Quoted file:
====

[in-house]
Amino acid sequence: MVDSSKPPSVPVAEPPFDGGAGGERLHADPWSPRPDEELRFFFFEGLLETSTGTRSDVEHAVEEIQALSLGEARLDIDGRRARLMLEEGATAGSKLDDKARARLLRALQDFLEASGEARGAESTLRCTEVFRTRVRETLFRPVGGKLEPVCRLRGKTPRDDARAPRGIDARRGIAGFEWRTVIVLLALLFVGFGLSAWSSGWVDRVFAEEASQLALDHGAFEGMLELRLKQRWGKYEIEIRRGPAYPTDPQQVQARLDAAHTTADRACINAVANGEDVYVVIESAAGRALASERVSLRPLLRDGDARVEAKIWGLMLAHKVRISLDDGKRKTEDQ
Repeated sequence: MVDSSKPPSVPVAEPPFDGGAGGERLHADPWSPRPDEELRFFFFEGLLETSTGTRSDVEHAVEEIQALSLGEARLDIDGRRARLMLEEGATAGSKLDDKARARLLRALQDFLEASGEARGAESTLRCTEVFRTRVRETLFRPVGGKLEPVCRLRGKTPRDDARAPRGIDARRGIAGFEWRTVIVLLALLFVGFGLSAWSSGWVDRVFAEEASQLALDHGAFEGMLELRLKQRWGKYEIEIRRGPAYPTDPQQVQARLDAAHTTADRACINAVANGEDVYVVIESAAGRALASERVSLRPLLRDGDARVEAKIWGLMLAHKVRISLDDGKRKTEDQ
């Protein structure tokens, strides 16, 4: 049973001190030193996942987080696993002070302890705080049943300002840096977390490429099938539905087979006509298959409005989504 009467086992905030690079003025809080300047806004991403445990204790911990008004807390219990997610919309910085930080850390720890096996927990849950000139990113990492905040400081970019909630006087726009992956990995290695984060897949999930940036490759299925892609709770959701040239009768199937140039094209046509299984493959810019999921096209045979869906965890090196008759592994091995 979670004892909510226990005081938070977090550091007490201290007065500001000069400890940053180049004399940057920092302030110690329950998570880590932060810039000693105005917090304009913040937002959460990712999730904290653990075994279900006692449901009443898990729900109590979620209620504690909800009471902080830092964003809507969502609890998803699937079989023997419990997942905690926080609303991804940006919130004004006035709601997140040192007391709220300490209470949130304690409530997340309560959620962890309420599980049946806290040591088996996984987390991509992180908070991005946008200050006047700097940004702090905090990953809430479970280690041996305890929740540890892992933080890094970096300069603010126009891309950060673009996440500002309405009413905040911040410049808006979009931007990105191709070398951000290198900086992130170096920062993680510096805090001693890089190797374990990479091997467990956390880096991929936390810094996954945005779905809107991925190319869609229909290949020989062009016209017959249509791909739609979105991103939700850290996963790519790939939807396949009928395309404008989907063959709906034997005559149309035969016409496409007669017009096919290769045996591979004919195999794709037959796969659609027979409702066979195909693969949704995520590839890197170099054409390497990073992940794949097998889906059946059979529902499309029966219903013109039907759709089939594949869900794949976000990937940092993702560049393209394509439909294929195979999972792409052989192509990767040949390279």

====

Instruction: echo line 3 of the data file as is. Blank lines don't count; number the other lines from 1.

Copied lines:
Repeated sequence: MVDSSKPPSVPVAEPPFDGGAGGERLHADPWSPRPDEELRFFFFEGLLETSTGTRSDVEHAVEEIQALSLGEARLDIDGRRARLMLEEGATAGSKLDDKARARLLRALQDFLEASGEARGAESTLRCTEVFRTRVRETLFRPVGGKLEPVCRLRGKTPRDDARAPRGIDARRGIAGFEWRTVIVLLALLFVGFGLSAWSSGWVDRVFAEEASQLALDHGAFEGMLELRLKQRWGKYEIEIRRGPAYPTDPQQVQARLDAAHTTADRACINAVANGEDVYVVIESAAGRALASERVSLRPLLRDGDARVEAKIWGLMLAHKVRISLDDGKRKTEDQ